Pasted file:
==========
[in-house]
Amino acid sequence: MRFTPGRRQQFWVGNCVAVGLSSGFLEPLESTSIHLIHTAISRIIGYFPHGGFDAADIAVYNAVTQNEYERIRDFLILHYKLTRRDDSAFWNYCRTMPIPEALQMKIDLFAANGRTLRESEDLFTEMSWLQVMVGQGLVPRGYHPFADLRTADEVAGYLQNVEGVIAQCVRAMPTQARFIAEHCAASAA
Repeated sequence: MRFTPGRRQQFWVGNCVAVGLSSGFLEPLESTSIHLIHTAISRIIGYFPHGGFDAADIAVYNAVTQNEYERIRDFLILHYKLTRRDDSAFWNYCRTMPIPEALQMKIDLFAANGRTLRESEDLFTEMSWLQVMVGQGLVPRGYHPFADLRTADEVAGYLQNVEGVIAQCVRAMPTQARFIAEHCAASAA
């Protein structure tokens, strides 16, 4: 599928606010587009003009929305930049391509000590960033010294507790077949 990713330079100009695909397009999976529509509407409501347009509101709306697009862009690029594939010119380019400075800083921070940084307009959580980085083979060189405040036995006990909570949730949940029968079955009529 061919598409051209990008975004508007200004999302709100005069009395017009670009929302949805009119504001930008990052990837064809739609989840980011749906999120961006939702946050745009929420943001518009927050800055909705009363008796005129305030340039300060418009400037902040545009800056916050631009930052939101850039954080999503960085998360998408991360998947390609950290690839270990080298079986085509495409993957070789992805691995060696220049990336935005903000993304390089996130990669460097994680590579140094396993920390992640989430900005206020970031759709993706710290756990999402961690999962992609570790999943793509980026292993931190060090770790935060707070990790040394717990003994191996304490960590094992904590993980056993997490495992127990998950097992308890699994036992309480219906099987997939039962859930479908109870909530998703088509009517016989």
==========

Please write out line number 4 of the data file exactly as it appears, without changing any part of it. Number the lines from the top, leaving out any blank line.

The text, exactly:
């Protein structure tokens, strides 16, 4: 599928606010587009003009929305930049391509000590960033010294507790077949 990713330079100009695909397009999976529509509407409501347009509101709306697009862009690029594939010119380019400075800083921070940084307009959580980085083979060189405040036995006990909570949730949940029968079955009529 061919598409051209990008975004508007200004999302709100005069009395017009670009929302949805009119504001930008990052990837064809739609989840980011749906999120961006939702946050745009929420943001518009927050800055909705009363008796005129305030340039300060418009400037902040545009800056916050631009930052939101850039954080999503960085998360998408991360998947390609950290690839270990080298079986085509495409993957070789992805691995060696220049990336935005903000993304390089996130990669460097994680590579140094396993920390992640989430900005206020970031759709993706710290756990999402961690999962992609570790999943793509980026292993931190060090770790935060707070990790040394717990003994191996304490960590094992904590993980056993997490495992127990998950097992308890699994036992309480219906099987997939039962859930479908109870909530998703088509009517016989």